Just Peace

FCCSB: A Just Peace Congregation

As a congregation and as individuals we affirm the First Congregational United Church of Christ of Santa Barbara to be a Just Peace Church, defining Just Peace as the interrelation of friendship, justice, and common security from violence.”

adopted by the congregation, January 21, 1990

UCC: A Just Peace Denomination

The Just Peace Church vision is a hallmark of United Church of Christ theological identity. [read more]

The Fifteenth General Synod adopts the pronouncement “Affirming the United Church of Christ as a Just Peace Church.” [read more]

FCCSB: A Just Peace Congregation

Statement For A Just Peace Church

A church that works for peace and justice throughout its sphere of influence

As a congregation and as individuals we affirm
First Congregational Church of Santa Barbara, United Church of Christ,
to be a Just Peace Church, defining Just Peace as
the “interrelation of friendship, justice, and common security from violence.”*

Our Confession

We begin with a confession:

“We are part of the problem, no matter how hard we have tried to live faithfully all our lives as persons and as a church. We consume much more than our fair share of the earth’s resources. We stand in the midst of many injustices and do too little. More is required of us.” (Moderator Fred Fajen)

Our Beliefs

As a church and as individuals we believe:
  1. that creating a just peace is central to our identity as Christians. In saying the prayer Jesus taught us, “Your Kingdom come, Your will be done, on earth as it is in heaven,” we acknowledge and bear witness to the truth that God has a divine purpose and will for creation.
  2. that a just peace is God’s will for humankind. The definition of a just peace is based on the concept of peace expressed by the Hebrew word shalom  as it is used biblically. Just peace seeks a communal well-being in which God’s creation is justly and harmoniously ordered for the good of the whole.
  3. that “just peace is not merely the absence of war but the presence of just social relations.”*
  4. that “courage in the struggle for justice and peace” is one of the powerful affirmations in the Statement of Faith of the United Church of Christ. To be part of this church and this denomination is to be part of the struggle for justice and peace.
  5. that justice is a fundamental source of real security and without it there can be no lasting peace. “We now need to put as much effort into defining a just peace as we have done in the past in defining a just war.” (UCC President Robert V. Moss)

Our Understanding of a Just Peace

As a Just Peace Church we visualize ourselves as a congregation whose members:
  1. bond together as friends of God to work for the creation of the things that make for peace and justice in the world.
  2. recognize the unity of the whole human community.
  3. reject labeling of others as enemies; recognize the diversity among peoples, knowing that non-violent conflict is essential to healthy relationships among people and nations and that there must be education, open dialog, and free exchange of ideas; and express honest differences, exploring and working through them in mutual understanding and growth.
  4. affirm justice as essential to a just peace. This includes the rights of every person to meet her/his basic human needs:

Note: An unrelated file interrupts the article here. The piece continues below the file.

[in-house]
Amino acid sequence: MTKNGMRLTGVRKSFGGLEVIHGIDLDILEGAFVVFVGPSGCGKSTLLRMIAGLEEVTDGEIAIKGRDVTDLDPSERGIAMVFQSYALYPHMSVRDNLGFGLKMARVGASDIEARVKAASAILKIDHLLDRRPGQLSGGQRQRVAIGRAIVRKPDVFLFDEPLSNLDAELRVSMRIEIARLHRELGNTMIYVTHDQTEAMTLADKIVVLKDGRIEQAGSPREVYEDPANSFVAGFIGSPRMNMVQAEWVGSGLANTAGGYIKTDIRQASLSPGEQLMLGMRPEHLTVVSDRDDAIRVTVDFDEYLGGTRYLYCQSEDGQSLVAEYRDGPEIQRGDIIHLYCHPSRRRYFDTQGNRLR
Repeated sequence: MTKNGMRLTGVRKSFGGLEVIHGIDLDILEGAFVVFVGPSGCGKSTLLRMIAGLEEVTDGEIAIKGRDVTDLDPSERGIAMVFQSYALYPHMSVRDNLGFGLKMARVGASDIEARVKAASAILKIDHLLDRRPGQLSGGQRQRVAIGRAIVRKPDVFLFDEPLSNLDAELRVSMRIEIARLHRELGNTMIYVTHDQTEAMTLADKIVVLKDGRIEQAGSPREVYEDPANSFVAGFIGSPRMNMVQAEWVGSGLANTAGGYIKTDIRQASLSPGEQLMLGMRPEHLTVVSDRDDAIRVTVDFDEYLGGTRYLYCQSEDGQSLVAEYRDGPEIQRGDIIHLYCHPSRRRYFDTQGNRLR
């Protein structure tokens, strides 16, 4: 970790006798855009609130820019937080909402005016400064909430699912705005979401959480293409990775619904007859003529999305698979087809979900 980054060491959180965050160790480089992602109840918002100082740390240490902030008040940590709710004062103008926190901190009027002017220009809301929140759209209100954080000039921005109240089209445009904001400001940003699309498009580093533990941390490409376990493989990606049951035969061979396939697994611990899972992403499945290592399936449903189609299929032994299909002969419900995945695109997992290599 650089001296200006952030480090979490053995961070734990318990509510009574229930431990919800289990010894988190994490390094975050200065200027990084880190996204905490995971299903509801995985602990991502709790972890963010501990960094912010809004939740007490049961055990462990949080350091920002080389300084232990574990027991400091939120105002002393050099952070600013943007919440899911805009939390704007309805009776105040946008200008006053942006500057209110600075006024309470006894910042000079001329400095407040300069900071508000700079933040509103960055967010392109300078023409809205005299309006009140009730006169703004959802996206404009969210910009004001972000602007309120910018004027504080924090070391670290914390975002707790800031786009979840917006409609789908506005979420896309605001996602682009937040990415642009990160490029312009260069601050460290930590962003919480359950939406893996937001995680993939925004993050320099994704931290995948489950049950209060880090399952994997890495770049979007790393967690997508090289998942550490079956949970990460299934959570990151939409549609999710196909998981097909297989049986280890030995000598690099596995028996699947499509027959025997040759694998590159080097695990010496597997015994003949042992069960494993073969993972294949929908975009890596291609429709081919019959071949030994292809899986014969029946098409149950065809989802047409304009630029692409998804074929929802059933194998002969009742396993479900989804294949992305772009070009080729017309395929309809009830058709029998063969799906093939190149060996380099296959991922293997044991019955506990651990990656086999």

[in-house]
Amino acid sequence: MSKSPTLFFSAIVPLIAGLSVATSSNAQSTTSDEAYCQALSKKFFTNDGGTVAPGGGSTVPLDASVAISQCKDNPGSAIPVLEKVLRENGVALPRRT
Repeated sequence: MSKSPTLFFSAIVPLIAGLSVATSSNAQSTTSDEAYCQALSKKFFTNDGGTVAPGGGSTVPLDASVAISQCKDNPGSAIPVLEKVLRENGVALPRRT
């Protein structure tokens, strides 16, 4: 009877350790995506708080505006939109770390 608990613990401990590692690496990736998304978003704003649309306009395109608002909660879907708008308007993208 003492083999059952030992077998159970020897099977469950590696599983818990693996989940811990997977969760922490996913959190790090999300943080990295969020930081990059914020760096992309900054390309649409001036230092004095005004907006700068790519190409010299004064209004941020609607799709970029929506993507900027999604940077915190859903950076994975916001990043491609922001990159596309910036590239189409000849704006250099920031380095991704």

1. adequate food
    2. decent housing
    3. health care
    4. employment
    5. education
    6. freedom of worship
    7. protection of rights without regard to race, sex, sexual orientation, religion, national or social origin
    8. participation in decision making and the political process
    9. freedom from physical violence, sexual abuse, and harassment
  5. oppose war, violence, and terrorism; reject the doctrine of nuclear deterrence. “We also reject unilateral full-scale disarmament as a currently acceptable path out of the present international dilemma. We affirm the mutual and verifiable freeze on testing, production and deployment of nuclear weapons.”*
  6. support development of new policies for world security based on global economic justice.

Our Commitment to Action

Because we are a church of hope, believing a just peace is possible, we commit ourselves to the following plan of action, seeking to make the tasks of peace-making, justice-doing, and earth-loving a central focus for our lives as individuals and as a congregation:

  1. to make praying for peace, justice, and the well-being of our earth a daily discipline and to listen to God’s call to new life in ourselves and in the world. To keep always before us that this is a critical historical moment in which we live and in which we are called to express God’s vision for the world.
  2. to expand and express our friendship with peoples all over the world, sharing our hope and our faith that we will live together in a world governed by God’s just peace.
  3. to study issues and work through political avenues to help form public policy regarding basic human needs. To provide direct volunteer service where public policy is failing. To practice non-violent means of problem-solving in our relationships within our homes, our country, and our world.
  4. to seek and support plans for conversion of research and industry which now support war and defense to that of filling basic human needs. To make known our opposition to war and nuclear deterrence as national policy.
  5. to accept more responsibility for loving and caring for our planet and its living creatures through conservation, recycling, reducing use of hazardous materials, and supporting the clean-up of pollution.

adopted by the congregation January 21, 1990

*from A Just Peace Church (1986), edited by Susan Thistlethwaite